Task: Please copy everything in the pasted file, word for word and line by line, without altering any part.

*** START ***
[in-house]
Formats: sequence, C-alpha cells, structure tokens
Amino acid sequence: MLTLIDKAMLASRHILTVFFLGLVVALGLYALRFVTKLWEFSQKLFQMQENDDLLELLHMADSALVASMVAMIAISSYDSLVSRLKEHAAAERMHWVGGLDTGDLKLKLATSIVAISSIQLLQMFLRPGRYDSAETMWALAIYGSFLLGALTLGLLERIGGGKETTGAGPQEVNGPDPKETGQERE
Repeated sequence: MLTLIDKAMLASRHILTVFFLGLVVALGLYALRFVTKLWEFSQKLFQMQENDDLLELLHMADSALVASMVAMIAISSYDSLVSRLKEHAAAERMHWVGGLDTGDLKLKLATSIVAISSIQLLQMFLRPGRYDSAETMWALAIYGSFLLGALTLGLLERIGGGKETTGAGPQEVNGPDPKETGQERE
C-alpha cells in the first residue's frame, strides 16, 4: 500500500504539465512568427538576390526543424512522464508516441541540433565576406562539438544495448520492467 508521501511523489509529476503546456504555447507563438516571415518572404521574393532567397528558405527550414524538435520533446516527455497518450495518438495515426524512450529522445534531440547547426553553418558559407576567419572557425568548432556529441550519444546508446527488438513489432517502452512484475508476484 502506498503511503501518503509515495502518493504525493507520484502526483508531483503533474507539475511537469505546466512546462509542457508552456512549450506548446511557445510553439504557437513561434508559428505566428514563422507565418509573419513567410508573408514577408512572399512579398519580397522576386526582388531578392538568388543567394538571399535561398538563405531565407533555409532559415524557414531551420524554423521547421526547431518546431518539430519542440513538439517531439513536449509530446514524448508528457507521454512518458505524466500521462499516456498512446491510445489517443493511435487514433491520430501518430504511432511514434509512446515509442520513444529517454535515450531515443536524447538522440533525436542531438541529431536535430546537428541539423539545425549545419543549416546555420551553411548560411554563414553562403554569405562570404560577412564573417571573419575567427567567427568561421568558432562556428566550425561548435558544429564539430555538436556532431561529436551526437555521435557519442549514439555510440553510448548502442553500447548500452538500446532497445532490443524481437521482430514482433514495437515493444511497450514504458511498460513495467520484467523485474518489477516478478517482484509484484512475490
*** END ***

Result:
[in-house]
Formats: sequence, C-alpha cells, structure tokens
Amino acid sequence: MLTLIDKAMLASRHILTVFFLGLVVALGLYALRFVTKLWEFSQKLFQMQENDDLLELLHMADSALVASMVAMIAISSYDSLVSRLKEHAAAERMHWVGGLDTGDLKLKLATSIVAISSIQLLQMFLRPGRYDSAETMWALAIYGSFLLGALTLGLLERIGGGKETTGAGPQEVNGPDPKETGQERE
Repeated sequence: MLTLIDKAMLASRHILTVFFLGLVVALGLYALRFVTKLWEFSQKLFQMQENDDLLELLHMADSALVASMVAMIAISSYDSLVSRLKEHAAAERMHWVGGLDTGDLKLKLATSIVAISSIQLLQMFLRPGRYDSAETMWALAIYGSFLLGALTLGLLERIGGGKETTGAGPQEVNGPDPKETGQERE
C-alpha cells in the first residue's frame, strides 16, 4: 500500500504539465512568427538576390526543424512522464508516441541540433565576406562539438544495448520492467 508521501511523489509529476503546456504555447507563438516571415518572404521574393532567397528558405527550414524538435520533446516527455497518450495518438495515426524512450529522445534531440547547426553553418558559407576567419572557425568548432556529441550519444546508446527488438513489432517502452512484475508476484 502506498503511503501518503509515495502518493504525493507520484502526483508531483503533474507539475511537469505546466512546462509542457508552456512549450506548446511557445510553439504557437513561434508559428505566428514563422507565418509573419513567410508573408514577408512572399512579398519580397522576386526582388531578392538568388543567394538571399535561398538563405531565407533555409532559415524557414531551420524554423521547421526547431518546431518539430519542440513538439517531439513536449509530446514524448508528457507521454512518458505524466500521462499516456498512446491510445489517443493511435487514433491520430501518430504511432511514434509512446515509442520513444529517454535515450531515443536524447538522440533525436542531438541529431536535430546537428541539423539545425549545419543549416546555420551553411548560411554563414553562403554569405562570404560577412564573417571573419575567427567567427568561421568558432562556428566550425561548435558544429564539430555538436556532431561529436551526437555521435557519442549514439555510440553510448548502442553500447548500452538500446532497445532490443524481437521482430514482433514495437515493444511497450514504458511498460513495467520484467523485474518489477516478478517482484509484484512475490